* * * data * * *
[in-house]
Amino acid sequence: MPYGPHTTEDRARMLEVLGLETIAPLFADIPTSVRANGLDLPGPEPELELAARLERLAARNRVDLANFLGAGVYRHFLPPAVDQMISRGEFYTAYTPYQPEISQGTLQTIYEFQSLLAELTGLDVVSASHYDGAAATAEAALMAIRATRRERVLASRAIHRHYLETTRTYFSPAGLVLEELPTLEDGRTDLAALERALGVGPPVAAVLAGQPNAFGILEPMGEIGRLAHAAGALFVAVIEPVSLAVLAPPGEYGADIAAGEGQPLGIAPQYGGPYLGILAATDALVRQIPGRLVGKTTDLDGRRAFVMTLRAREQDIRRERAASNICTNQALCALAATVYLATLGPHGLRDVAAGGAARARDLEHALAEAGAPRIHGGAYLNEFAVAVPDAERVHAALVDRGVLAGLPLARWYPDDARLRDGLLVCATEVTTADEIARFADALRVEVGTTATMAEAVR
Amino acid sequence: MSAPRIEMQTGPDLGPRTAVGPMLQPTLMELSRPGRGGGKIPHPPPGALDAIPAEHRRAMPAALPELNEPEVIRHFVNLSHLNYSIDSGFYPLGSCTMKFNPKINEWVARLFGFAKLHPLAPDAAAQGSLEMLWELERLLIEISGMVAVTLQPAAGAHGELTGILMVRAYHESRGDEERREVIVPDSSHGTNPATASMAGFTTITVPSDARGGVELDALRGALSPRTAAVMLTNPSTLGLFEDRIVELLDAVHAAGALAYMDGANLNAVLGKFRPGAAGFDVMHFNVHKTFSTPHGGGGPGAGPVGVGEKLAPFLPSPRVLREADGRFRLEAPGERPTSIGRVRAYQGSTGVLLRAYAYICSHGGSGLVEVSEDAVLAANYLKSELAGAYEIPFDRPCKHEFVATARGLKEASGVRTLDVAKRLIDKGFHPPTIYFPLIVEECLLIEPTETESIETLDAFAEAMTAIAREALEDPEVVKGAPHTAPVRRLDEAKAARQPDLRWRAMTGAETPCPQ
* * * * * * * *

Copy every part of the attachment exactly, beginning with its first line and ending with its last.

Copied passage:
[in-house]
Amino acid sequence: MPYGPHTTEDRARMLEVLGLETIAPLFADIPTSVRANGLDLPGPEPELELAARLERLAARNRVDLANFLGAGVYRHFLPPAVDQMISRGEFYTAYTPYQPEISQGTLQTIYEFQSLLAELTGLDVVSASHYDGAAATAEAALMAIRATRRERVLASRAIHRHYLETTRTYFSPAGLVLEELPTLEDGRTDLAALERALGVGPPVAAVLAGQPNAFGILEPMGEIGRLAHAAGALFVAVIEPVSLAVLAPPGEYGADIAAGEGQPLGIAPQYGGPYLGILAATDALVRQIPGRLVGKTTDLDGRRAFVMTLRAREQDIRRERAASNICTNQALCALAATVYLATLGPHGLRDVAAGGAARARDLEHALAEAGAPRIHGGAYLNEFAVAVPDAERVHAALVDRGVLAGLPLARWYPDDARLRDGLLVCATEVTTADEIARFADALRVEVGTTATMAEAVR
Amino acid sequence: MSAPRIEMQTGPDLGPRTAVGPMLQPTLMELSRPGRGGGKIPHPPPGALDAIPAEHRRAMPAALPELNEPEVIRHFVNLSHLNYSIDSGFYPLGSCTMKFNPKINEWVARLFGFAKLHPLAPDAAAQGSLEMLWELERLLIEISGMVAVTLQPAAGAHGELTGILMVRAYHESRGDEERREVIVPDSSHGTNPATASMAGFTTITVPSDARGGVELDALRGALSPRTAAVMLTNPSTLGLFEDRIVELLDAVHAAGALAYMDGANLNAVLGKFRPGAAGFDVMHFNVHKTFSTPHGGGGPGAGPVGVGEKLAPFLPSPRVLREADGRFRLEAPGERPTSIGRVRAYQGSTGVLLRAYAYICSHGGSGLVEVSEDAVLAANYLKSELAGAYEIPFDRPCKHEFVATARGLKEASGVRTLDVAKRLIDKGFHPPTIYFPLIVEECLLIEPTETESIETLDAFAEAMTAIAREALEDPEVVKGAPHTAPVRRLDEAKAARQPDLRWRAMTGAETPCPQ